The time card audit was conducted on February 18, 2015, and included information regarding six Boutique employees in addition to Roth.[25] The time card audit for the time period January 20 through February 18, 2015, revealed that Roth edited her own time on eight occasions. The audit further revealed that during that time period, Roth submitted her time edits in accordance with Francesca's policy to her District Manager, Russell, on three occasions for Russell to make the edits instead of Roth. Russell testified the only thing she recalls discussing with Newsom about the audit report is the edits Roth made to her time card rather than employees clocking in or out on their phones. Russell was not aware that any employees in the Boutique were disciplined for clocking in our out on their phones as a result of the audit.

         Francesca's Time and Attendance policy states: “Boutique managers are to submit their missed punches to their District Managers for Correction.”[26] The Time and Attendance and Time Reporting policies, in a subheading titled “Altering Time Records, ” each state that “[a]ltering, falsifying, tampering with records, or recording time on another employee's time record may result in disciplinary action, up to and including termination of employment.”[27]These policies applied to Roth, and she was aware of these policies.

         As Boutique Manager, if Roth needed to make any changes to her time entries, Francesca's policy required her to submit her edits to District Manager Russell. If Roth did not clock in correctly, she would edit her time entries, sometimes more than twice a week. Roth testified that Russell told her she could edit her own time, which Russell denies. Russell did not recall ever questioning the hours Roth reported she worked.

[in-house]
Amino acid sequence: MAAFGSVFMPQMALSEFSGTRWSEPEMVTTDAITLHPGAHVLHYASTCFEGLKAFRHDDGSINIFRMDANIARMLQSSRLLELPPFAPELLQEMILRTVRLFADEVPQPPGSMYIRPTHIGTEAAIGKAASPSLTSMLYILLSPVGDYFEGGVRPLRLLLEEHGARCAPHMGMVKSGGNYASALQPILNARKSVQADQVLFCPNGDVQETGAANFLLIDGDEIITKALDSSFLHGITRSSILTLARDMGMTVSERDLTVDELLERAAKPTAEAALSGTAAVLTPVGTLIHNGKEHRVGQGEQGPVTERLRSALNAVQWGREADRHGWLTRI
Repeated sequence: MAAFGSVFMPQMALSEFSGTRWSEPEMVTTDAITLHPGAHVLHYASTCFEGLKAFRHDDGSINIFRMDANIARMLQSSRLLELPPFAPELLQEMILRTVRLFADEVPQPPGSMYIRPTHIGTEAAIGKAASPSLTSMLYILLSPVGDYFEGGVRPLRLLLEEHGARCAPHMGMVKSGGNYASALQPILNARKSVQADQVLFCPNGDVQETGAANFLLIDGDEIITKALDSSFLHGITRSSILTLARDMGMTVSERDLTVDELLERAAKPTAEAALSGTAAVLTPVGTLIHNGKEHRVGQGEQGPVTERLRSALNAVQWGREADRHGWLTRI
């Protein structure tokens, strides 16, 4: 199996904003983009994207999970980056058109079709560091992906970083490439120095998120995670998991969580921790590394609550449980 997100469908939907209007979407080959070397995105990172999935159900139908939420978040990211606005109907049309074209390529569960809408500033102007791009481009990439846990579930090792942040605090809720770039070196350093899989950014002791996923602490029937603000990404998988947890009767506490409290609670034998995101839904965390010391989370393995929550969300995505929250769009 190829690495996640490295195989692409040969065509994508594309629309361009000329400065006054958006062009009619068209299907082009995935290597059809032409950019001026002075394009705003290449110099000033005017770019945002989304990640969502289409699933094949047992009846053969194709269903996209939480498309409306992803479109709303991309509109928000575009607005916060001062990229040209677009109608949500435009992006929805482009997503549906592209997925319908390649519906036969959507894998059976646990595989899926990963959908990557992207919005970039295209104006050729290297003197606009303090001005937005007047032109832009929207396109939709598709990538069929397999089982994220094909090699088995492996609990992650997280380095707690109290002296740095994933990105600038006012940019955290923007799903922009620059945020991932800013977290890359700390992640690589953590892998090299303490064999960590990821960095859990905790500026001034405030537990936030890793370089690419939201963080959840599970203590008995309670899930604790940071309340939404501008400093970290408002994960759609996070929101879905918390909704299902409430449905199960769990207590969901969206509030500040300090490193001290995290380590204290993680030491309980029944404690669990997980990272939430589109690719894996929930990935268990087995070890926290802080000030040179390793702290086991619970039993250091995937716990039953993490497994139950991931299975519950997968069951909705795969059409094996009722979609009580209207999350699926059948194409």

Roth's Termination

         Francesca's terminated Roth's employment on February 26, 2015. Russell was present at the Boutique and Newsom was present on the phone. During the meeting, Newsom brought up the topic of compensation allegedly owed to Rosette Wertz, and Roth confirmed her belief that Wertz was still owed compensation for hours worked. Roth also confirmed Wertz's mother also believed her daughter was still missing a paycheck. Newsom assured Roth that Wertz had been paid despite Roth's beliefs.

         That day, Roth's time cards indicated Roth had edited her time. Roth confirmed to Newsom and Russell that she “change[d] the timecards, ” but explained that she had not done so in a dishonest manner. Roth also stated that she felt Newsom “did not like her because she speaks up and would not stand in line and follow orders.”[28] Newsom and Russell informed Roth she was being terminated for editing her own time. Roth did not know about the time card audit until ...